A Friendly Note to Richard Muller
Richard Muller is a Berkeley physicist who has expressed skepticism over the integrity of some climate science. For example, he suggested that the famous hockey stick might be a distortion because the only sources with temperature readings that go back far enough in time might be located near heat sources.
Not surprisingly, climate deniers and their political organ, the Republican Party, jumped all over Muller, lavishly praising his (Koch Brothers-funded) Berkeley Earth Surface Temperature (BEST) project and inviting him to testify about the project. But the GOP now has egg on its face, as Muller testified that his preliminary findings confirm what mainstream scientists have been saying all along: Earth is warming in line with the projections of climate models.
This month’s Scientific American has a very interesting interview with Muller (interview is subscription only), which demonstrates that 1) he is a scientist with a lot of integrity; who 2) isn’t nearly as good of a political analyst as he is a scientist.
Muller lavishly praises climate skeptics/deniers such as Anthony Watts and Steve McIntyre. But let’s take a look at who is helping him and who isn’t.
Scientific American: Did the mainstream temperature groups think that [BEST was an assistance to the field]?
We contacted the other groups who were doing this, and I would say that there was universal agreement that doing things in yet a different way could help. Jim Hansen, for example, really welcomed our effort because he believed, based on his own care with the subject, that the answer we were going to get would be the same as his group has gotten. That’s very nice — that kind of confidence comes about only in people who have done careful work.
Anthony Watts, whom some climate scientists consider a denier, not just a skeptic, has denounced you for going public before the final results are in. Why did you go public?
The idea that you don’t show anybody, including your colleagues, results until they are peer-reviewed is something new in science. And it’s brought about because of media attention. I don’t think that’s good.
Now, the problem becomes even more difficult when someone like me is asked to testify before Congress. I didn’t volunteer. I came close to turning it down.
Hmmmm….one group of people welcomes Muller’s efforts because they are confident he will reach the same results, and the other group denounces him for a practice that is standard in scientific research. Shouldn’t that tell us something?
It doesn’t really tell something to Muller. He criticizes Al Gore and Thomas Friedman as “exaggerators”:
The danger is that when you do it to exaggeration, eventually people will discover you’ve exaggerated, and then people react.
I have a sense that part of the reason why climate change is getting less attention in the U.S, these days is because the public is reacting to the exaggerations…And right now I believe that the public is in a state of confusion because people have learned that some of the issues raised by legitimate skeptics are valid….the public view of the IPCC is not in the temperature measurements and the computer models; the public view is in the exaggeration, such as the melting of the Himalayas.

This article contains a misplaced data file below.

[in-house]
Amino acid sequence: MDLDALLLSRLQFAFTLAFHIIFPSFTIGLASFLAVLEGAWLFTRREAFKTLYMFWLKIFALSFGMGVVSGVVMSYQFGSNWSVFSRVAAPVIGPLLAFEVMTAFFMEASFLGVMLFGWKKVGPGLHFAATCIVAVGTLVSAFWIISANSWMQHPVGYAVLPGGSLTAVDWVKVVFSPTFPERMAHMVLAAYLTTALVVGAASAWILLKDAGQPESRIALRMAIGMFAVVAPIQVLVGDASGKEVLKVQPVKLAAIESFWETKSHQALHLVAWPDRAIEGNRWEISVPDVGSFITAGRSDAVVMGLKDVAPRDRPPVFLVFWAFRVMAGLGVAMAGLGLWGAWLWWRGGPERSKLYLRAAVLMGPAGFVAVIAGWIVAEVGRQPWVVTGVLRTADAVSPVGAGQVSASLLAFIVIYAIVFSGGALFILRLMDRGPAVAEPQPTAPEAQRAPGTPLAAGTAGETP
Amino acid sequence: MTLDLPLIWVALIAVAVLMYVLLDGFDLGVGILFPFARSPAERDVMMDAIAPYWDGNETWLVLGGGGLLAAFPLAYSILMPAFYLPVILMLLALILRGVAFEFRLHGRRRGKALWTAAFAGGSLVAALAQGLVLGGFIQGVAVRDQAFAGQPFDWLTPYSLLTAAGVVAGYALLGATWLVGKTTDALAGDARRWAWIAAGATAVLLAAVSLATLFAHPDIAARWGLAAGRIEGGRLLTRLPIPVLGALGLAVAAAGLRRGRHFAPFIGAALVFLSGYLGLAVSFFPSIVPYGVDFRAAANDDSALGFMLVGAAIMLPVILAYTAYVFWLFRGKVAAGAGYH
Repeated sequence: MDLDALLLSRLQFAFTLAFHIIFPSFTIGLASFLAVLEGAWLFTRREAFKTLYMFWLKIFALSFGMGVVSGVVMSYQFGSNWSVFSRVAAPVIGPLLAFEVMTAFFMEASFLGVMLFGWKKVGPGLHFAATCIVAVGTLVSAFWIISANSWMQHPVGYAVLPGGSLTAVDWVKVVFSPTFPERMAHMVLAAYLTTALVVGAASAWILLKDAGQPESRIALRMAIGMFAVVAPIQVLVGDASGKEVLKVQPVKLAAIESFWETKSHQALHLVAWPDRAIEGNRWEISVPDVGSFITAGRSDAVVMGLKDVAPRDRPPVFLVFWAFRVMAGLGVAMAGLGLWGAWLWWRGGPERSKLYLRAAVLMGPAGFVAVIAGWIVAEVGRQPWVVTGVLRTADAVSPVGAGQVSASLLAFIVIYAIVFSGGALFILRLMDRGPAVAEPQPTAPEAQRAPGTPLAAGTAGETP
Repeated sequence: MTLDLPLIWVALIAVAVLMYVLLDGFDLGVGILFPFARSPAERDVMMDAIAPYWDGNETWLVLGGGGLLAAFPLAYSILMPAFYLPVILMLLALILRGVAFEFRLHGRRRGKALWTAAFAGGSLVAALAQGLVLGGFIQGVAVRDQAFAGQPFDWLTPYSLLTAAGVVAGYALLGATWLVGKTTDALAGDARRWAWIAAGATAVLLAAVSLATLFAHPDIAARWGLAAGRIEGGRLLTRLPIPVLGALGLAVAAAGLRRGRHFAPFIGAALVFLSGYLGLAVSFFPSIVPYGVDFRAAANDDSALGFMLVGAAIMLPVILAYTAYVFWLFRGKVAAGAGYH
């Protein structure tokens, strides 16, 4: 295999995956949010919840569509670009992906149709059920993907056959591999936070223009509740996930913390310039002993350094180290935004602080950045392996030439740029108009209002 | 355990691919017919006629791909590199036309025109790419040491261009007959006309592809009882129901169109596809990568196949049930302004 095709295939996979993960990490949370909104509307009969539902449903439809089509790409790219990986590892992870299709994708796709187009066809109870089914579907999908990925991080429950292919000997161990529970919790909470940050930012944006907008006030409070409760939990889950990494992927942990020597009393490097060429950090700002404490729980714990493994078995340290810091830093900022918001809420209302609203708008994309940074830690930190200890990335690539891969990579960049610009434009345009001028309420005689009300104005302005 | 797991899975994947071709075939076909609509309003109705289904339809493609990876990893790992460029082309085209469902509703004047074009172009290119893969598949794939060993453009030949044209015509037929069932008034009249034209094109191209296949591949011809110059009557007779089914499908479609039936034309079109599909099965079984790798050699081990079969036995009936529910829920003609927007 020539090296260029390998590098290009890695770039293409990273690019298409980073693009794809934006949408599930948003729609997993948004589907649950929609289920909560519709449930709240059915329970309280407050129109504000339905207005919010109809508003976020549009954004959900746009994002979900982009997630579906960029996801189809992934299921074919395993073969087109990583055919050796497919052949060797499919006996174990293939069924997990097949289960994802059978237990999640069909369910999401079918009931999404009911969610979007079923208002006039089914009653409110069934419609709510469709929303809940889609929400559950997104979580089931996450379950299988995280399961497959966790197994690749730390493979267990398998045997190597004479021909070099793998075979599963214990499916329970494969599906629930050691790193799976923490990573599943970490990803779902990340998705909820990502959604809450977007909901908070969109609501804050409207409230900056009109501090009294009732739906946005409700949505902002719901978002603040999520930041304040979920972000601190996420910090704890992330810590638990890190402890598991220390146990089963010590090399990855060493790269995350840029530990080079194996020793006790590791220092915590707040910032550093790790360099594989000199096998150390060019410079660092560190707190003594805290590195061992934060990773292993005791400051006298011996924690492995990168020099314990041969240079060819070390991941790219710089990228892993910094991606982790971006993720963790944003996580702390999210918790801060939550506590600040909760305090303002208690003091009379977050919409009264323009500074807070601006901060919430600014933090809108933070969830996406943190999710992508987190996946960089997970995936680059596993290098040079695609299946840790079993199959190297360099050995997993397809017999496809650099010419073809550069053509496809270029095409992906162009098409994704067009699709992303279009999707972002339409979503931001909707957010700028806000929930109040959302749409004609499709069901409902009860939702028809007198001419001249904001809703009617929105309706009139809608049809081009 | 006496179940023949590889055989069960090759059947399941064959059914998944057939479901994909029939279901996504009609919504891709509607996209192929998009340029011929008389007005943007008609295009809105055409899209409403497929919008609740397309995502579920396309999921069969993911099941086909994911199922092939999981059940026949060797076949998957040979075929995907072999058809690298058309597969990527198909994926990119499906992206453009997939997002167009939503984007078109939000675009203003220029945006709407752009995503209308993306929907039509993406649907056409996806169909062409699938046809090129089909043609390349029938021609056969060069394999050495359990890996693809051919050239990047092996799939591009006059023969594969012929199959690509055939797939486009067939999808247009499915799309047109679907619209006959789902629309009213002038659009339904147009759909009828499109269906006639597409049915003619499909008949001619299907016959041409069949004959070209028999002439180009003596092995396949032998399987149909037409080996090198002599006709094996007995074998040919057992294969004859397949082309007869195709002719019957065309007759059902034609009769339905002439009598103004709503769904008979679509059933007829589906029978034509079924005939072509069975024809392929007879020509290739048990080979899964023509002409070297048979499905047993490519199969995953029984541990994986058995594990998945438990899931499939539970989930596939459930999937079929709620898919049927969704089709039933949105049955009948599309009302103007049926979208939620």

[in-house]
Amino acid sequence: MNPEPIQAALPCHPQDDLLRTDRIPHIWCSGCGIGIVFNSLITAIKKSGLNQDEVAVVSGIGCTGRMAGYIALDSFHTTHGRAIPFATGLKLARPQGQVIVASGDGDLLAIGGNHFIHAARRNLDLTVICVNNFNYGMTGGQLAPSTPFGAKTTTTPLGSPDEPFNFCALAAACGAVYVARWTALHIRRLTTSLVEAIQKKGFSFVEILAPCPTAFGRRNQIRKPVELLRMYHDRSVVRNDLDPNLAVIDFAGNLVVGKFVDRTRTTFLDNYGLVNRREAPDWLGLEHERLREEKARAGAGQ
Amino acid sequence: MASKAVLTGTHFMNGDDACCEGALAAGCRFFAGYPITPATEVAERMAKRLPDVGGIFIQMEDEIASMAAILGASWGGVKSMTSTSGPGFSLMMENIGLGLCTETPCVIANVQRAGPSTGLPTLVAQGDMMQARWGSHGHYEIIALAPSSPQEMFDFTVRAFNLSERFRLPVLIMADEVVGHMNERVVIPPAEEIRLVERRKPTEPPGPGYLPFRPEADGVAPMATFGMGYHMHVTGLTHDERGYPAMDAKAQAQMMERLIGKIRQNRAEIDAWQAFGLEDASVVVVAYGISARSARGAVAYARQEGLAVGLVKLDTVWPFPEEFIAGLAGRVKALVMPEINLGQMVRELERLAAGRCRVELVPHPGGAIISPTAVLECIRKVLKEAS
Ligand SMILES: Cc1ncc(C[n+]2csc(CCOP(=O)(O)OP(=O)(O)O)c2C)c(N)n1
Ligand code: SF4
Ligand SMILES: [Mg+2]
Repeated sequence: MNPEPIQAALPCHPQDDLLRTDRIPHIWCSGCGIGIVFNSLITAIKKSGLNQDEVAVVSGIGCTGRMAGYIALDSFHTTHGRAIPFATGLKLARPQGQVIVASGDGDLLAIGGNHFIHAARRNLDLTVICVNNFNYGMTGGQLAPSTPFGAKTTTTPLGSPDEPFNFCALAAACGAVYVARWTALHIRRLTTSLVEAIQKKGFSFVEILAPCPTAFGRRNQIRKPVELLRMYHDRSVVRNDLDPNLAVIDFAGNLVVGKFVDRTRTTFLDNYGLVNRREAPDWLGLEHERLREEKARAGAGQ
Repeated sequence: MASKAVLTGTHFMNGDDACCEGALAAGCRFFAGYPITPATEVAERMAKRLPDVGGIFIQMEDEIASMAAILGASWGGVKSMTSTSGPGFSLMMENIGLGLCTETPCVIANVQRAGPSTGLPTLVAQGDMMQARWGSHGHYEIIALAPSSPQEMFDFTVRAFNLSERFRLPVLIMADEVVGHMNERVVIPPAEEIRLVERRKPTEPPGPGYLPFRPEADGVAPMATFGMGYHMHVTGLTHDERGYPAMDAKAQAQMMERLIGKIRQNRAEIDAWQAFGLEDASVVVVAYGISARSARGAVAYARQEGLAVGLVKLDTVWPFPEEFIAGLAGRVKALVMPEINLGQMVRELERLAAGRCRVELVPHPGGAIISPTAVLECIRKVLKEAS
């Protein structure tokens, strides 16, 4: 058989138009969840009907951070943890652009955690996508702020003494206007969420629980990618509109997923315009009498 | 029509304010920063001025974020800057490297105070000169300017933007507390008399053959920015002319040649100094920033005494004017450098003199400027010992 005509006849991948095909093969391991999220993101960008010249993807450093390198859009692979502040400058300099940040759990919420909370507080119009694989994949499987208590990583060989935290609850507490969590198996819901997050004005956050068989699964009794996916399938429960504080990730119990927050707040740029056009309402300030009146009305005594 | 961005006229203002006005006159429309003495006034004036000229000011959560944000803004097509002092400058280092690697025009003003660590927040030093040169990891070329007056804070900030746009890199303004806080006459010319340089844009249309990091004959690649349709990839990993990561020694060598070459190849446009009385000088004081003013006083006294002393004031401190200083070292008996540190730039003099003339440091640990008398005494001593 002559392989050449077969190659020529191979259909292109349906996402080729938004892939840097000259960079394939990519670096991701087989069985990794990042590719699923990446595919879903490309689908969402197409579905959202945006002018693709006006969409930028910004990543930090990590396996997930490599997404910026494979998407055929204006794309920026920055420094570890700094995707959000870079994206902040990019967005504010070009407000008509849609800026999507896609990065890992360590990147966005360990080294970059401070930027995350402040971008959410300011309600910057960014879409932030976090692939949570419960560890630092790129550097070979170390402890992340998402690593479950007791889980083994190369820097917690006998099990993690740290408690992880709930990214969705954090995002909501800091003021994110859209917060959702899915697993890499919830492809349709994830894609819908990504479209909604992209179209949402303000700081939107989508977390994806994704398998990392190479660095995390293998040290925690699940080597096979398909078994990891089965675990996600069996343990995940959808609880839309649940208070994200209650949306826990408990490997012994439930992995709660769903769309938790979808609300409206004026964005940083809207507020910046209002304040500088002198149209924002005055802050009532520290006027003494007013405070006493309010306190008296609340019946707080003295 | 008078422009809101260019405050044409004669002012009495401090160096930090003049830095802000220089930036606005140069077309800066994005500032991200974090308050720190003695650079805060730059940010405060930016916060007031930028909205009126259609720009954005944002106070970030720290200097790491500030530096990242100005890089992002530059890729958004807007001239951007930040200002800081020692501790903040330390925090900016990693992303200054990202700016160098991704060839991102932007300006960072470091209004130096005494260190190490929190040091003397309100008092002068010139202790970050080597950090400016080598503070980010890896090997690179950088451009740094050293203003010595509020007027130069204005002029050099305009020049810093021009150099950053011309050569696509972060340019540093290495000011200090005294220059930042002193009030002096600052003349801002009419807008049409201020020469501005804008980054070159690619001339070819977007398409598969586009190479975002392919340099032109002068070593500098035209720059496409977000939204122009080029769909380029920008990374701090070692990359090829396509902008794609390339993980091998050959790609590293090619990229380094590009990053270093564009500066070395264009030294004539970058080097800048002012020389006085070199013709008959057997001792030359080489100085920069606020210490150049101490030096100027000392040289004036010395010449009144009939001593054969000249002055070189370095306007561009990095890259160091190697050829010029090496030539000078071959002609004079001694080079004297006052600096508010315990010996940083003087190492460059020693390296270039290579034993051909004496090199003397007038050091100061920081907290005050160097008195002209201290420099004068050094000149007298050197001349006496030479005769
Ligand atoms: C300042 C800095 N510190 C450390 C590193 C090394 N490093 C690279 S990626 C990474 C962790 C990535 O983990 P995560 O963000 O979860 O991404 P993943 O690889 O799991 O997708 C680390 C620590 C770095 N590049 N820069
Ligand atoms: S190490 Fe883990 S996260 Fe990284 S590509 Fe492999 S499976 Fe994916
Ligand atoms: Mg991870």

As a political analyst, Muller makes a superb physicist. Why is it that the public has heard about the exaggeration? Is it because they are focused on the IPCC, poring over the data? Not at all. They know about the issue concerning Himalayan glaciers (which is trivial at best) because of the organized climate denial industry that makes sure that it is front and center. ExxonMobil, the network of fake right-wing think tanks, and the Republican Party make sure to keep all mistakes, no matter how minor, in the news, and so that’s what the public hears. If there aren’t any mistakes, they invent them, and put them in the news.
Typical of Muller’s less-than-clear view of how opinion works is his assertion that Gore is particularly dangerous because “[t]o the public, Gore is a scientist.” Uh, no: to the public, Gore is a politician. The public knows this because it voted to make him President of the United States in 2000, after voting to make him Vice President in 1992 and 1996.
Muller is an excellent scientist who seems to call it like he sees it. And when it comes to science, he sees it well. When it comes to politics, less so. He can’t see who is undermining him and who is supporting him. That doesn’t really bother him, and it shouldn’t. That’s what tenure is for.
But a friendly note to Professor Muller: watch your back. You are going to find that all those people whom you think have been so “constructive” are suddenly questioning your integrity and competence.